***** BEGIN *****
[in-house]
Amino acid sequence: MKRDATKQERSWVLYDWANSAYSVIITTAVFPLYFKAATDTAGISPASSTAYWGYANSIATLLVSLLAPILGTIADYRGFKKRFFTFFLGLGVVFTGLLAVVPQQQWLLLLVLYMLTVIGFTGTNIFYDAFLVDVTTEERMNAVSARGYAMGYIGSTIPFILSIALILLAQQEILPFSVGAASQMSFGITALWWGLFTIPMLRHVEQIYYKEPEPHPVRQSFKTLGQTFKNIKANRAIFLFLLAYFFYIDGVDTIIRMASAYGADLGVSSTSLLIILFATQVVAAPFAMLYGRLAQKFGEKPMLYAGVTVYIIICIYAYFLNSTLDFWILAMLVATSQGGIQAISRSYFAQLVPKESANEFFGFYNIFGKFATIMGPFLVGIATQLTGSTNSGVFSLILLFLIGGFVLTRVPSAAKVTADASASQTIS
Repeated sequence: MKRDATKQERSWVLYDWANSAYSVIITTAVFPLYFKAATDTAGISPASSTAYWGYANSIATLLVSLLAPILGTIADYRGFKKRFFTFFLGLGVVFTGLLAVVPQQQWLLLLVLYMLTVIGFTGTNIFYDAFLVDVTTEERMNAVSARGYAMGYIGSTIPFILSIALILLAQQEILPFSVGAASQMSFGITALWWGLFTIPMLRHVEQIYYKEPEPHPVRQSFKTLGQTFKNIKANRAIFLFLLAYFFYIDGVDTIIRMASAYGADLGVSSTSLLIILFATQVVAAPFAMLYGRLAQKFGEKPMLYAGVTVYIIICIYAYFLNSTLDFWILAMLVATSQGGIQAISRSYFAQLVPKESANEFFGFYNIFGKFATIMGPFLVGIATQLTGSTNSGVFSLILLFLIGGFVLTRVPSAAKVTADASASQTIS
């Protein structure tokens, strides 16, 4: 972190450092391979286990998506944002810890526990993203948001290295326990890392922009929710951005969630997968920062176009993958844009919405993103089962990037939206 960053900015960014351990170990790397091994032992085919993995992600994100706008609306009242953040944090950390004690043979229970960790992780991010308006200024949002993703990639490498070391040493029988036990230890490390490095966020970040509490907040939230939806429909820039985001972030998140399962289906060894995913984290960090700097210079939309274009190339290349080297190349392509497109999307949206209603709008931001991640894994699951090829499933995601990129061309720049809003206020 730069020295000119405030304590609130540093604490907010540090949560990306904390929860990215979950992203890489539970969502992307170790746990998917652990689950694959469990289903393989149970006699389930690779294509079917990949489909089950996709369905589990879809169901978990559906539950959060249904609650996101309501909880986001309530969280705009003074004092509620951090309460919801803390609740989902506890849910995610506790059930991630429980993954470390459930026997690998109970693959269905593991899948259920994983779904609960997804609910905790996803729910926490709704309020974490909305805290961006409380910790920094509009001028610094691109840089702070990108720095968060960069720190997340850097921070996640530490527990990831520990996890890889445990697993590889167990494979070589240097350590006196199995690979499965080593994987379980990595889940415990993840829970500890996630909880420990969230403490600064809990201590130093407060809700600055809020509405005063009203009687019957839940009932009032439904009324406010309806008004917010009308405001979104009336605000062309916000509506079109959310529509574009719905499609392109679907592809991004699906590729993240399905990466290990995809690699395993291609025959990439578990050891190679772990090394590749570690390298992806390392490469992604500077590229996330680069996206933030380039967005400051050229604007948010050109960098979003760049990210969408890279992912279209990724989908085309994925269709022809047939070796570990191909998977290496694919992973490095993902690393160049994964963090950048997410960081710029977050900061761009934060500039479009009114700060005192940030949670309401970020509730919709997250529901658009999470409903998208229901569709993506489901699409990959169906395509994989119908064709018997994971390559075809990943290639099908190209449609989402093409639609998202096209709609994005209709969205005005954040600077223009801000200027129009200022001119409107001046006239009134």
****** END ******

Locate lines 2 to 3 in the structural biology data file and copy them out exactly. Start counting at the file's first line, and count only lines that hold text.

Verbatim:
Amino acid sequence: MKRDATKQERSWVLYDWANSAYSVIITTAVFPLYFKAATDTAGISPASSTAYWGYANSIATLLVSLLAPILGTIADYRGFKKRFFTFFLGLGVVFTGLLAVVPQQQWLLLLVLYMLTVIGFTGTNIFYDAFLVDVTTEERMNAVSARGYAMGYIGSTIPFILSIALILLAQQEILPFSVGAASQMSFGITALWWGLFTIPMLRHVEQIYYKEPEPHPVRQSFKTLGQTFKNIKANRAIFLFLLAYFFYIDGVDTIIRMASAYGADLGVSSTSLLIILFATQVVAAPFAMLYGRLAQKFGEKPMLYAGVTVYIIICIYAYFLNSTLDFWILAMLVATSQGGIQAISRSYFAQLVPKESANEFFGFYNIFGKFATIMGPFLVGIATQLTGSTNSGVFSLILLFLIGGFVLTRVPSAAKVTADASASQTIS
Repeated sequence: MKRDATKQERSWVLYDWANSAYSVIITTAVFPLYFKAATDTAGISPASSTAYWGYANSIATLLVSLLAPILGTIADYRGFKKRFFTFFLGLGVVFTGLLAVVPQQQWLLLLVLYMLTVIGFTGTNIFYDAFLVDVTTEERMNAVSARGYAMGYIGSTIPFILSIALILLAQQEILPFSVGAASQMSFGITALWWGLFTIPMLRHVEQIYYKEPEPHPVRQSFKTLGQTFKNIKANRAIFLFLLAYFFYIDGVDTIIRMASAYGADLGVSSTSLLIILFATQVVAAPFAMLYGRLAQKFGEKPMLYAGVTVYIIICIYAYFLNSTLDFWILAMLVATSQGGIQAISRSYFAQLVPKESANEFFGFYNIFGKFATIMGPFLVGIATQLTGSTNSGVFSLILLFLIGGFVLTRVPSAAKVTADASASQTIS